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By Citizen Reporter


DA to bring motion of no confidence in Mongameli Bobani

Since the new coalition took over in August, the DA alleges the city is running out of money and the new mayor has been implicated in corruption.

Just two months after its own mayor, Athol Trollip, was voted out in a motion of no confidence in Nelson Mandela Bay, the DA now hopes to return the favour by bringing its own motion against the United Democratic Movement’s (UDM’s) Mongameli Bobani.

The party alleges that since Bobani took over in a new coalition government with the ANC, the African Independent Congress, the United Front and supported by the EFF, service delivery and financial management have already taken a major nosedive.

The metro is one of the most finely balanced power-wise in the country, with the current governing coalition having only 60 seats compared to the 60 of the opposition.

DA Eastern Cape premier candidate Nqaba Bhanga said in a statement on Monday that the DA would be tabling its motion of no confidence in Bobani after reported allegations that Bobani received hundreds of thousands of rands in an allegedly corrupt relationship with an Integrated Public Transport System (IPTS) service provider.

“These alleged corrupt actions, in which billions were lost by the failing ANC-led government, is alluded to in a reported affidavit by the Hawks,” said Bhanga.

He referenced reports from earlier this month that the Hawks had swooped on Bobani’s office and “removed files and computers regarding an investigation into the IPTS”.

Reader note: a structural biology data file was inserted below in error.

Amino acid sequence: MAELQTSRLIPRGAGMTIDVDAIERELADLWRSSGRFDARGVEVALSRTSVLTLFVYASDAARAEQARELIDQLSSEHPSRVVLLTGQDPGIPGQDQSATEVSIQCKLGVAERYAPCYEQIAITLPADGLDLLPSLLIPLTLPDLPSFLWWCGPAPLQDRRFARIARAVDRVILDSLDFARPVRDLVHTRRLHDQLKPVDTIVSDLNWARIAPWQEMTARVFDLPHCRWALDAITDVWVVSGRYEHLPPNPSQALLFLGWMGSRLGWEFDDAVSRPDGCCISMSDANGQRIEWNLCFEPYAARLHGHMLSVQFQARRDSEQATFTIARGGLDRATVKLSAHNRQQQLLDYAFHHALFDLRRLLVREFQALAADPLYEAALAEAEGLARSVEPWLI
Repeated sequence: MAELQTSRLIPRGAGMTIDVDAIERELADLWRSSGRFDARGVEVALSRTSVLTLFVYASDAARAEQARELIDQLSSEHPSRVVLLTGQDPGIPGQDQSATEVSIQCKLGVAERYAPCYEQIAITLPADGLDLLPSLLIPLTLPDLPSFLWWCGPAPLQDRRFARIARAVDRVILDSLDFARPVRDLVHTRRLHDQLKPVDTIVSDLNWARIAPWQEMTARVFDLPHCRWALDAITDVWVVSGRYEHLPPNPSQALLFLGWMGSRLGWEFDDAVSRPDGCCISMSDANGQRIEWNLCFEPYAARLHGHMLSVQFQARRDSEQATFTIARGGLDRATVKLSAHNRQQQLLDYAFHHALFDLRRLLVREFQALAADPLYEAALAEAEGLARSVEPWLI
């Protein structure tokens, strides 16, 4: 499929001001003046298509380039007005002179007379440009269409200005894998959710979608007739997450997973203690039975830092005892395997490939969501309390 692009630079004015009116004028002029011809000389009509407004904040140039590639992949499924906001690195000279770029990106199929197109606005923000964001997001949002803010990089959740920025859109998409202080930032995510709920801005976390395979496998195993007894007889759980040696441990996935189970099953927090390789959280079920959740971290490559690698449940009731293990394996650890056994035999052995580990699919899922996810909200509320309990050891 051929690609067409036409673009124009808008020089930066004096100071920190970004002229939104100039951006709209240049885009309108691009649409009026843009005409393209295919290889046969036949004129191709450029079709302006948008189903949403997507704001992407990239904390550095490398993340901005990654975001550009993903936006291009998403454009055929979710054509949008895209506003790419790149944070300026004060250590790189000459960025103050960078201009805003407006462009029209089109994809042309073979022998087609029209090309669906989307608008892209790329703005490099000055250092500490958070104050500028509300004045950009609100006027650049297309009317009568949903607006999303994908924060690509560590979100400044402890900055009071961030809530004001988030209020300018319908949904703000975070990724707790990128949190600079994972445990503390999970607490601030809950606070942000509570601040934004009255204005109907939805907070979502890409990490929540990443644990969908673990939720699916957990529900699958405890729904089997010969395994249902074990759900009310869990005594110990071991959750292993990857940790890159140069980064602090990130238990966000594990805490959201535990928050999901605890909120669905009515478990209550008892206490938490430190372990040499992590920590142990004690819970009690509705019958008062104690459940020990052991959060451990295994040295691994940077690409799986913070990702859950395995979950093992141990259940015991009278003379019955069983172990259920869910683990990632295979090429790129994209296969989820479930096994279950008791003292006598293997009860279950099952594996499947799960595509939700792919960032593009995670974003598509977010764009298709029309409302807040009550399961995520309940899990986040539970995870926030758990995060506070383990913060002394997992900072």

“The financial stability of the Nelson Mandela Bay municipality, which is key to growing the economy and opening fair access to jobs, is now also hanging in the balance after the city’s takeover by Mayor Bobani and his ANC-led coalition of corruption,” said Bhanga.

“Financial mismanagement and the recent infighting and implosion of the failing ANC in Nelson Mandela Bay will now have a direct financial impact on the residents and the economy.”

He boasted that under the DA-led coalition government the municipality’s collection rate for July had been 98.8%. The rate dropped to 78.7% in September, alleged Bhanga.

“Should this trend continue, it is likely that the city will have a budgeted revenue shortfall of R500 million  in the 2018/19 financial year.

“The DA believes this drastic drop in the collection rate is a direct result of the fact that the city has not been issuing municipal accounts for the last two months.

“In spite of this, residents have been charged interest on late account payments and in certain instances reconnection fees where their accounts were suspended due to not paying on the due date.”

He said that the municipality’s creditors repayment rate had also drastically worsened and was now sitting at an estimated 50 days.

“That means that from issuing of invoice, it will take the municipality an estimated 50 days to settle the account.

“This is an unacceptable situation and will ensure that small, medium and micro-sized enterprises (SMMEs) and other emerging contractors eventually end up with severe cash flow problems. These cash flow problems will be a direct cause of job losses in the city.”

Bhanga said he would submit a motion on Friday to ask the acting city manager to intervene to ensure that interest accrued on late accounts be written off by the municipality.

“The DA caucus has also put together a team, led by Councillor Retief Odendaal, to assist SMMEs and emerging contractors in fast tracking payments to them.”

He invited affected people to contact Odendaal and his team at email address rodendaal@mandelametro.gov.za.

(Edited by Charles Cilliers)

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